To view al Qaeda and the various nationalist movements in the Arab world as one ‘enemy’ in the ‘war on terror’ was an historic miscalculation. The determination under the Bush presidency to crush nationalism in the Muslim world exacted a high price from the West. But countries in the region paid, and continue to pay, a price even greater. Al Qaeda’s terrorist violence has been answered by the terror of American military power. Differing agendas of regional powers became fused with America’s aims in the ‘war on terror’. The impact was huge across the region, producing anger, resentment and outright rebellion in the wider populace.

In a country without national infrastructure, or where infrastructure is destroyed, there will be certain consequences. The essence of the state’s role is maintaining order. It does so by means of coercion, taxation and distribution. In a country such as Afghanistan, self, family, clan, tribe and ethnic group acquire much greater significance. In a failed or weak state, other agencies – a village elder, tribal chief or warlord – replace the state. They command popular following, because they make things happen.

In Iraq, two early decisions by the American administrator Paul Bremer after the 2003 invasion triggered a multi-layered conflict. By Order Number 1 of May 16, Bremer dissolved the Ba’ath Party. In an article in Le Monde diplomatique, the British academic Toby Dodge described the Iraqi population a month after the arrival of the US forces as dominated by a Hobbesian nightmare. Dodge estimated that between 20000 and 120000 senior and middle-ranking Iraqi officials lost their jobs in the civil service purge alone. They would have constituted the very force capable of restoring order amid chaos and violence. Dodge wrote that 17 of Baghdad’s 23 ministries were completely gutted, stripped of all portable items like computers, furniture and fittings – all within three weeks. There were not enough American troops to stop it.

Bremer’s Order Number 2 dismantled the most important state institutions and subordinates such as government ministries, Iraqi military and paramilitary organizations, the National Assembly, courts and emergency forces. To be prepared with alternatives to take over the functions of these organizations was essential in a country of 30 million people. Bremer’s two edicts left a vacuum that was rapidly filled by new violent players.

I want to offer a brief explanation of the nature of the other conflict – Afghan war – since the 1970s. It also applies to an extent to Iraq. Afghanistan has striking parallels with other conflicts in Palestine, Yemen and elsewhere. These conflicts can be seen in four separate yet overlapping, often simultaneous stages. This is how.

Stage 1: internal conflict. In Afghanistan, internal conflict is a fact of history. For simplicity, let’s begin from the ‘decade of liberalism and modernization’ in the 1960s. The conflict escalated after the overthrow of the monarchy in 1973 – and again after the 1978 coup by young Soviet-oriented military officers, who feared that President Daud was taking the country too close to the United States.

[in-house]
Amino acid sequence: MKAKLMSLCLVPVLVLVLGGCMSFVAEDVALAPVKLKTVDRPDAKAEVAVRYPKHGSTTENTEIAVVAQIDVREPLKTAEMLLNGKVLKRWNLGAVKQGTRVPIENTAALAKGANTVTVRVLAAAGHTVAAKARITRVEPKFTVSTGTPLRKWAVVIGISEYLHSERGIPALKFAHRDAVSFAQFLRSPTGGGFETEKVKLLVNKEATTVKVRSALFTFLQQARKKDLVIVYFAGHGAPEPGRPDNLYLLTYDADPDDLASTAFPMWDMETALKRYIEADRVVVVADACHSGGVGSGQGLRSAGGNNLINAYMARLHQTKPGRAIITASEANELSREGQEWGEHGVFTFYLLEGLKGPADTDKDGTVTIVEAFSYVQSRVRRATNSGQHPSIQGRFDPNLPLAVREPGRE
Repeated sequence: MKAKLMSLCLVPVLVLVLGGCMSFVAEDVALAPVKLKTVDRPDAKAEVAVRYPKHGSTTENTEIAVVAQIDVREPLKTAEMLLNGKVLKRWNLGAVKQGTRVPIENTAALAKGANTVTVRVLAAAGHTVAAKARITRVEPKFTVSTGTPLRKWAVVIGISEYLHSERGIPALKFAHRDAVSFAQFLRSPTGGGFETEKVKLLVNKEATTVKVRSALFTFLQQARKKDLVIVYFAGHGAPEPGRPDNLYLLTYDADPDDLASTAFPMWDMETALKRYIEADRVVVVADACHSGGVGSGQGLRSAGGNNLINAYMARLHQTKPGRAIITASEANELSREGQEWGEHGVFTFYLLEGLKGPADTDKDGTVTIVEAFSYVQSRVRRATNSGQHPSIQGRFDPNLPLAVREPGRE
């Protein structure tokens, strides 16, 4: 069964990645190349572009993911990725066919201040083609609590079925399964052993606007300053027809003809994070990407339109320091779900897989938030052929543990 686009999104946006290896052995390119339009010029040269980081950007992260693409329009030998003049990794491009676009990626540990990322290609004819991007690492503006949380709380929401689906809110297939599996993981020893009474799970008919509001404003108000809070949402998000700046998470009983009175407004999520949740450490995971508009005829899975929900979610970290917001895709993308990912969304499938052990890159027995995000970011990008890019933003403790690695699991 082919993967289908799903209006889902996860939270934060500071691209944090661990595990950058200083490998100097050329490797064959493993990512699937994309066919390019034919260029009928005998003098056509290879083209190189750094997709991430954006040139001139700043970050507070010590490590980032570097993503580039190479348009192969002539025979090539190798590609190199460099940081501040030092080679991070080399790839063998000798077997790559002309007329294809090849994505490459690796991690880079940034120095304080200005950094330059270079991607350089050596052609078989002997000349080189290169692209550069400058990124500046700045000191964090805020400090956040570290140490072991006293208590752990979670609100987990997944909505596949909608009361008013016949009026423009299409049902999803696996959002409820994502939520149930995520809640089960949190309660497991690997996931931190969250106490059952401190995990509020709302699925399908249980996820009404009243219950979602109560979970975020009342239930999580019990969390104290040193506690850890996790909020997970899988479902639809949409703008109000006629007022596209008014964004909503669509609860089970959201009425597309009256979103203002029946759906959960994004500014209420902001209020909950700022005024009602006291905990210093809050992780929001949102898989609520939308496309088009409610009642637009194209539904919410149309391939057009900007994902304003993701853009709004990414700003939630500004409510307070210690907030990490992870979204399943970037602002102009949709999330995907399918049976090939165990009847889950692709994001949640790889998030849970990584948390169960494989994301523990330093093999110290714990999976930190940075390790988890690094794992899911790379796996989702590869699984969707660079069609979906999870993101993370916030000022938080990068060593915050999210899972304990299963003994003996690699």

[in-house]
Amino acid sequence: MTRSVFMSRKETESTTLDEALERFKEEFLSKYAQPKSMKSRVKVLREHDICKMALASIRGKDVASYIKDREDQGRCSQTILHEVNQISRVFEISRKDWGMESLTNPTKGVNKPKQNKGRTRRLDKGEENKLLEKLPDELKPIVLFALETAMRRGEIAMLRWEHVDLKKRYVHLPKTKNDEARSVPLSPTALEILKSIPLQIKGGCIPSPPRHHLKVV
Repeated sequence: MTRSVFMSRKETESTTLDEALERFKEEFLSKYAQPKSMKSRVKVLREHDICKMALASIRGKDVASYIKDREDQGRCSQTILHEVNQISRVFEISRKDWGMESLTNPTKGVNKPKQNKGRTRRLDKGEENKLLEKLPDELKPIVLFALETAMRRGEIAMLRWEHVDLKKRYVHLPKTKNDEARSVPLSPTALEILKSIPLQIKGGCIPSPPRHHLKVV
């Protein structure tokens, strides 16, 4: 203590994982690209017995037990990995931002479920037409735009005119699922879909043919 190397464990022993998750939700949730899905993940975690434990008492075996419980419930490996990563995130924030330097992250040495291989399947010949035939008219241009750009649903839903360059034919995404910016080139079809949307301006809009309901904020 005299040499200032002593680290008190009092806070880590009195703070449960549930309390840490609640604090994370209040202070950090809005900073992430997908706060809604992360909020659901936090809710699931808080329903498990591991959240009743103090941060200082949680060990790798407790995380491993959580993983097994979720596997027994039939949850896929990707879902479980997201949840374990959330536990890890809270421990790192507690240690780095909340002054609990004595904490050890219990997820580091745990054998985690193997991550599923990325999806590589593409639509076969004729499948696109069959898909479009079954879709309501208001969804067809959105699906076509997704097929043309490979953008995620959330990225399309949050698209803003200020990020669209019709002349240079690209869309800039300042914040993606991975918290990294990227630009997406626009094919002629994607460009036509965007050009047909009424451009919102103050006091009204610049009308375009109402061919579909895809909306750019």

Stage 2: increase in great power involvement. External intervention fuels the unrest, and upsets the balance of forces locally. This, in turn, attracts more external forces, until they begin to dictate the scale and course of events. But their unacceptability among local players, and active resistance by local groups, hinder the creation and functioning of institutions.

Stage 3: state disintegration. In Afghanistan, the death of the state was slow, taking more than two decades. In Iraq, too, considering the effects of sanctions and isolation, we are talking about more than a decade. After Saddam Hussein’s overthrow, the final blow came relatively quickly.

Stage 4: foreign indifference and rise of extremism. I have in mind the decade of the 1990s and the rise of the Taliban in Afghanistan. The Soviet state had been defeated and had disintegrated. For the United States, exhausted and occupied with the urgency to manage the wreckage of the Soviet Union, most importantly its nuclear arsenal, Afghanistan was simply not a priority.

There is a general lesson to be learned. A prolonged war leads to fatigue and indifference among external intervenors. A culture of violence matures. Expectations on all sides are altered and violence becomes a way of life. Actors left behind acquire a habit of using coercion. And citizens come to expect solutions to be found through violence. That few intervening powers grasp this lesson is a tragedy.

We have at present a mix of the McChrystal plan of military surge and counterinsurgency and President Obama’s wish to start drawing down the combat forces in mid-2011. His wish is driven by the 2012 presidential election in America. And it is dependent upon recruitment, training and ultimately guaranteed discipline of a 300000-strong Afghan national force.

However, history shows that integrity in the Afghan armed forces is difficult to achieve. Tribal realities among Pashtun officers and rank-and-file soldiers – and distrust for Pashtuns among non-Pashtuns – cannot be wished away. It would require a generation to transform the culture of the armed forces and the country even if the United States and allies had the will. In the absence of that will, I have some fears. They are –

1. As soon as President Obama begins to draw down the combat forces in mid-2011, altering the balance of power, or that prospect is near, dramatic shifts of loyalties will occur in the Afghan armed forces. This has happened before and could happen again.

2. The Karzai government cannot survive if the military disintegrates along tribal and ethnic lines. The Afghan armed forces and police lack cohesion already.